If the piety of a place may be gauged by the number of its churches, then undoubtedly Patmos is the most pious place on earth, for within its limited and rocky surface three hundred and sixty-six churches and chapels are contained, or about one to every ten inhabitants. This extraordinary wealth of ecclesiastical buildings demonstrates the great prosperity of the little island in days gone by. That for its size it was astonishingly wealthy is proved also by the great number of valuable relics of the past in the shape of furniture imported from Europe one hundred and fifty to four hundred years since, jewels, gold and silver ornaments, embroideries, &c., still existing in private houses, though the island has been the prey of collectors for many years past. Some of these relics would not disgrace a royal palace. The past prosperity of the place is easily explainable. Under the shadow of the great monastery, which was recognised and in a measure respected by its Turkish sovereigns, who confirmed to it the privileges granted by Alexius Comnenus, Patmos was one of the few spots in the Levant in which during the early and middle ages Christians could dwell in comparative safety. Rich Greeks, therefore, congregated there, and brought their treasures with them; they became large shipowners and traded with Europe. Many of them were evidently men of education and cultivated taste; they established a school renowned for its learning.
Now, owing to security in regions more favoured by nature, and to the decline of the sailing marine, the people are fast leaving the island. There are quite large colonies of them in America, Smyrna, Alexandria, &c., and few return to their native island. A few of the old families, dating from early centuries, still exist, and it is melancholy to see them gradually becoming extinct, the few that are still left dwelling poverty-stricken, yet full of pride, in their ancestral houses, among the remains of their ancient grandeur, which they very reluctantly sell off piecemeal to buy bread with.
It is also sad to realise that the old artisans who ministered to their wealthy compatriots by their exquisite work in the form of gold and silver and embroideries have totally disappeared, their art being lost with them. What especially attracted my notice were the models in gold and silver of antique Greek galleys and other things thickly encrusted with exquisite enamels, and the embroideries, called Rhodian, but of which the finest were made at Patmos. The artisans in gold had undoubtedly inherited the art of the Greek jewellers of the Hellenic period, whose work excels the finest of which modern jewellers are capable. A very few specimens of these arts are now left; in a few years there will be none.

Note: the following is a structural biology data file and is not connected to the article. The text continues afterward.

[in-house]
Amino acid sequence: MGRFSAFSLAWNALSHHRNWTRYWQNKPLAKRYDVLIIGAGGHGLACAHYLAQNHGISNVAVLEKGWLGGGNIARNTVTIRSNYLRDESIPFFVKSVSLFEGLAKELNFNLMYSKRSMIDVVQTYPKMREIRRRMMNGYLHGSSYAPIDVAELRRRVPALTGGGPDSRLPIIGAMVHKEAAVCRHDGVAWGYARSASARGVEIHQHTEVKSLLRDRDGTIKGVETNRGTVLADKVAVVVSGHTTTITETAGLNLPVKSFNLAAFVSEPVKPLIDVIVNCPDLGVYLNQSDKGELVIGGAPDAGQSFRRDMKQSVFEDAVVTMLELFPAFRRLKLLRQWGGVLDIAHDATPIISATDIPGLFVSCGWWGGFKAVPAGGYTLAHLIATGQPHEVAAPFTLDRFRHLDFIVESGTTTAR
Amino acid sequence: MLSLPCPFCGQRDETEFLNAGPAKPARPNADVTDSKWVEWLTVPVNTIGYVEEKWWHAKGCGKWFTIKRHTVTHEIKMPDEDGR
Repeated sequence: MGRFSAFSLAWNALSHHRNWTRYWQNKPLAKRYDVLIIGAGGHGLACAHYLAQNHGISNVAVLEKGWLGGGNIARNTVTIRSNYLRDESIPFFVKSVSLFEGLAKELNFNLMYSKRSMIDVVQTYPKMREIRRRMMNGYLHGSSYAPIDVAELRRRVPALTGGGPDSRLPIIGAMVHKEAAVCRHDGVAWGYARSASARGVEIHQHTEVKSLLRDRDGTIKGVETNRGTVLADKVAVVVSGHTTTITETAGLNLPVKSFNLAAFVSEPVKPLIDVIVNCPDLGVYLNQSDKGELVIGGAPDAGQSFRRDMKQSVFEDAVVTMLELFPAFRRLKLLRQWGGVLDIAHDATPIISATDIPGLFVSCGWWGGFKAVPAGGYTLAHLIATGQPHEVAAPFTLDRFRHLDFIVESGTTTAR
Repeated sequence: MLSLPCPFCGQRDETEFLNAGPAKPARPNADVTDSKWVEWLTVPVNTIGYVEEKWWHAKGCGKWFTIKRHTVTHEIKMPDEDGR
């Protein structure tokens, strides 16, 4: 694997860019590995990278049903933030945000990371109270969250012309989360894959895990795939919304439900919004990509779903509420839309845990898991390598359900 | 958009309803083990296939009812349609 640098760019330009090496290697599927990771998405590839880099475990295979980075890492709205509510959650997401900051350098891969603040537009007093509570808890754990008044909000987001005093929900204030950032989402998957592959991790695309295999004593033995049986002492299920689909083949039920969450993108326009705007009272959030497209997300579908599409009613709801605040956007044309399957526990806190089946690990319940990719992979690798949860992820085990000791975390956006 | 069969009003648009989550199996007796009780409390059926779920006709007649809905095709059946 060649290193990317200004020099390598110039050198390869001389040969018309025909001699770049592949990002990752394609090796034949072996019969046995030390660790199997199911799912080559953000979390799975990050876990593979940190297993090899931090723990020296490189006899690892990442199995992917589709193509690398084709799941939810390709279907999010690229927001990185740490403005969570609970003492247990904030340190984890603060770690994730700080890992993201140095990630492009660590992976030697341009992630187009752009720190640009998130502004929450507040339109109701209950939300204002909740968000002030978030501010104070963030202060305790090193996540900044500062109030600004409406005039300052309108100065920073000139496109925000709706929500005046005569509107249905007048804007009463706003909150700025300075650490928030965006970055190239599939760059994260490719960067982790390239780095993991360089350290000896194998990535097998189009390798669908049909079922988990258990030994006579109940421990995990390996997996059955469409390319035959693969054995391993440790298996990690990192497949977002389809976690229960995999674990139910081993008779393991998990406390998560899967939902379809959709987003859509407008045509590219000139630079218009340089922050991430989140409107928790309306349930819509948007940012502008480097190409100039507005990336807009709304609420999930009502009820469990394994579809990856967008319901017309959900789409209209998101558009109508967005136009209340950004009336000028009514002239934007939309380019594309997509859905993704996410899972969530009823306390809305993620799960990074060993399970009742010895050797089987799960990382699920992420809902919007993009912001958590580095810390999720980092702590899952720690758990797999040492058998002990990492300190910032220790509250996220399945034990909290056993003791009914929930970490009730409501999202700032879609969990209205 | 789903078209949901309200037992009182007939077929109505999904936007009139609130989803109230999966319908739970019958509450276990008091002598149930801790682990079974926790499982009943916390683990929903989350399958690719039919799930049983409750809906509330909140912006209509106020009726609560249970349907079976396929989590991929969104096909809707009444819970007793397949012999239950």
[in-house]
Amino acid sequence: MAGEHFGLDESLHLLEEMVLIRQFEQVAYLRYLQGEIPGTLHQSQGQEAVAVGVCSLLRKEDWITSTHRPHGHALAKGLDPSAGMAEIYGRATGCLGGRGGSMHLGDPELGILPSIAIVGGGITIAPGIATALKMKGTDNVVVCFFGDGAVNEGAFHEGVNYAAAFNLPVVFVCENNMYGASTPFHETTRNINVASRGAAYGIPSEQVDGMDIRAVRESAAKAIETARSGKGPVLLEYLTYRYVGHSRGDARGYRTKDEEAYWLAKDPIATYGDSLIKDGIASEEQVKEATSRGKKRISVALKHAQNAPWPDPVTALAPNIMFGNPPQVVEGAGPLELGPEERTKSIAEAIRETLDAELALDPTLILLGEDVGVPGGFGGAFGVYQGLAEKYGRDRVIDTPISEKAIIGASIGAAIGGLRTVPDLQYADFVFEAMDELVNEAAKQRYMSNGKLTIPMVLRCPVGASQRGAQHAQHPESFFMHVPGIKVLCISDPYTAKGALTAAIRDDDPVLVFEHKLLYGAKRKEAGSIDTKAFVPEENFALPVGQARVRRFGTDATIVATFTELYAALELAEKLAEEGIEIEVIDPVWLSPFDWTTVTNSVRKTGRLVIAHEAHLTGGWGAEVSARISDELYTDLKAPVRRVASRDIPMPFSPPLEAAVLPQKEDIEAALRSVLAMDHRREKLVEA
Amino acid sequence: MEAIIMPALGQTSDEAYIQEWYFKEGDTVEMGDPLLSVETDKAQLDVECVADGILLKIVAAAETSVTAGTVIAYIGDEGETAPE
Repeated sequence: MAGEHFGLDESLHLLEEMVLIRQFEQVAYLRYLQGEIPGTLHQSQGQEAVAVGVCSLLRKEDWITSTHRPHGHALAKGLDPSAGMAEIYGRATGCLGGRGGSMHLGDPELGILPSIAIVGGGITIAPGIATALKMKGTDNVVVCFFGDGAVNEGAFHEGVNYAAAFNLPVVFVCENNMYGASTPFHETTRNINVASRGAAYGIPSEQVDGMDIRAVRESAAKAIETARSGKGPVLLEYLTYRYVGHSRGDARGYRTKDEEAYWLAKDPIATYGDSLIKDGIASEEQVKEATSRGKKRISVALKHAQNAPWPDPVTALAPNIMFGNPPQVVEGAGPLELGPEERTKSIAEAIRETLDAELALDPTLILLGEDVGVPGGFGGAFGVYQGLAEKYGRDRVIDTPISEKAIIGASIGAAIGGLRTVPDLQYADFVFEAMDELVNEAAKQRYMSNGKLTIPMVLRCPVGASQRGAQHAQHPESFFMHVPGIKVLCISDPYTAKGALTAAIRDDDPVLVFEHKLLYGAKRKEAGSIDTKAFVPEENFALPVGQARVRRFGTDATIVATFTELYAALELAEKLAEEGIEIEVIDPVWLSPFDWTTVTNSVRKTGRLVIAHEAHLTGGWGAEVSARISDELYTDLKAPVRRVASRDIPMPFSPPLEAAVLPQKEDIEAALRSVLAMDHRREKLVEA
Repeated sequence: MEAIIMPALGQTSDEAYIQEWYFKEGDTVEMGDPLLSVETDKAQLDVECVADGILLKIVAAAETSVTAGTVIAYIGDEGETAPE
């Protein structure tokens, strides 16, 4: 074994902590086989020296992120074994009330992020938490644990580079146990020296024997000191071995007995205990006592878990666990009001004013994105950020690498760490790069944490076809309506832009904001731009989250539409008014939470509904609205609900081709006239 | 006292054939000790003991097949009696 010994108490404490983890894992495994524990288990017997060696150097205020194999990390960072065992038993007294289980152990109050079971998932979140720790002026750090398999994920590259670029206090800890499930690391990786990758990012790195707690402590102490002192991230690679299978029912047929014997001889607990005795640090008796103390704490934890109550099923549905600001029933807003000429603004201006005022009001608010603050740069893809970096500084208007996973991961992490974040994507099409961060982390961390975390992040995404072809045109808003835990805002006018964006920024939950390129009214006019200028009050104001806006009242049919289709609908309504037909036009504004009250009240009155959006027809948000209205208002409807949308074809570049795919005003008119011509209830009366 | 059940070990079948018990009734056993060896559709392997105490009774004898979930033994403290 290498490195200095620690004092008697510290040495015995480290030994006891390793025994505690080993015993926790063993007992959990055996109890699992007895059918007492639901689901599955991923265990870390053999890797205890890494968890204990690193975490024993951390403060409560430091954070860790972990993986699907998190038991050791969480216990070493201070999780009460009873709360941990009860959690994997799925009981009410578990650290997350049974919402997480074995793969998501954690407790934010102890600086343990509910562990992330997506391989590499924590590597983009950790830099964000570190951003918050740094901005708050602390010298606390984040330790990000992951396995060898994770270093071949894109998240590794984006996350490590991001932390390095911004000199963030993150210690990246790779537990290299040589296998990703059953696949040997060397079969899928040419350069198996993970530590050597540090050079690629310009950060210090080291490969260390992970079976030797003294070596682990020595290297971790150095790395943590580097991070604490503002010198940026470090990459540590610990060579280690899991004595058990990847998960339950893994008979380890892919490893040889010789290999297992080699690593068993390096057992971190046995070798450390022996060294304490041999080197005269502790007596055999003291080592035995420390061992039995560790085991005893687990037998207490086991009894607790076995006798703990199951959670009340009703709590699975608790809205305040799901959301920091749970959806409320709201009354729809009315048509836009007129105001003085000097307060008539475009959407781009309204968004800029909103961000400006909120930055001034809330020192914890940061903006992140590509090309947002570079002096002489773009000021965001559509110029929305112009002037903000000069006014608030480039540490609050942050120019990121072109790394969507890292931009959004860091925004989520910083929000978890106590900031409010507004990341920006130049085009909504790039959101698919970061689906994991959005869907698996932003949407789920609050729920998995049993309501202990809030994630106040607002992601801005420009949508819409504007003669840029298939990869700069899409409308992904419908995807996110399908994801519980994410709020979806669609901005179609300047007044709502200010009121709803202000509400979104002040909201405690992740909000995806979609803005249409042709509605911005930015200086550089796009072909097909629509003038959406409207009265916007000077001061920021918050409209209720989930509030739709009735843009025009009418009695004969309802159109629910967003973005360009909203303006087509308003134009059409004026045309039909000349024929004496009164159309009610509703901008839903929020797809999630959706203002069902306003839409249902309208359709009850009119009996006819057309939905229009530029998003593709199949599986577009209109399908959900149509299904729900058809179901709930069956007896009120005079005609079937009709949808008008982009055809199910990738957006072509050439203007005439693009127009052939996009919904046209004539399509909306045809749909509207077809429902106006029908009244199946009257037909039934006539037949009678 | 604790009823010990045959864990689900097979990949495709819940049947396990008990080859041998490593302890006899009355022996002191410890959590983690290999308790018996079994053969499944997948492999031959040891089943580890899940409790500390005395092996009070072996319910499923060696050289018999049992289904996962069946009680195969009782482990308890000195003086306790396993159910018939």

The whole of Passion week was spent in constant services in the church of the monastery, and a terribly hard life it was for the monks, who had to be up all night, slept very little by day, and lived on one daily meal, consisting of dry bread and boiled vegetables. With all the attenuation which followed on so hard an existence they preserved a serenity of soul which was truly remarkable, and I have to thank the abbot, Agathangelos, his nephew, and all the monks for the most courteous hospitality. The monks, who are all more or less men of education, often discussed with me the union of the Anglican Church with theirs. All, without exception, expressed their earnest wish for such a union, and their conviction that it would be brought about some day. They also gave me some of the reasons, chiefly political, why the movement has been so far retarded; but I scarcely think it would be right to refer to them.
The monastery possesses, besides the body of St Christodoulos, several wonder-working relics, notably the skull of St Thomas, got from India, and presented by Alexius Comnenus, which is preserved in a golden casket and carried about in solemn procession whenever a great calamity befalls Patmos or the neighbouring regions. Some years since a plague of locusts settled on the island of Samoa. A deputation thence, accompanied by monks, solemnly took the relic to the scene of the locusts' ravages, upon which the swarms immediately quitted the island, and flying towards the sea, were drowned. That this did take place there can be no doubt, for there are thousands of eye-witnesses of the fact still living; but as locusts do often quit the land and fall into the sea, this may only have been a happy coincidence. Other remarkable cases of miraculous power exercised by the relics were related to me, and are undoubtedly firmly believed in by all. One of these, which is peculiarly quaint, occurred only a few years since. The captain of a sailing vessel took advantage of the attending monk's inattention to chip off a finger from St Christodoulos' body, which was exposed at the time. He then went down to his ship, rejoicing over his acquisition, and atarted for his destination with two other ships. The latter sailed off with a favourable wind. His vessel could not make any way at all, being beaten back by currents. For three days in succession the ship would not move, until at last he bethought him of the sacrilege he had committed ; and returning to the monastery, he confessed his sin, restored the finger, and then was allowed to proceed on his voyage. The finger is now preserved in a separate receptacle.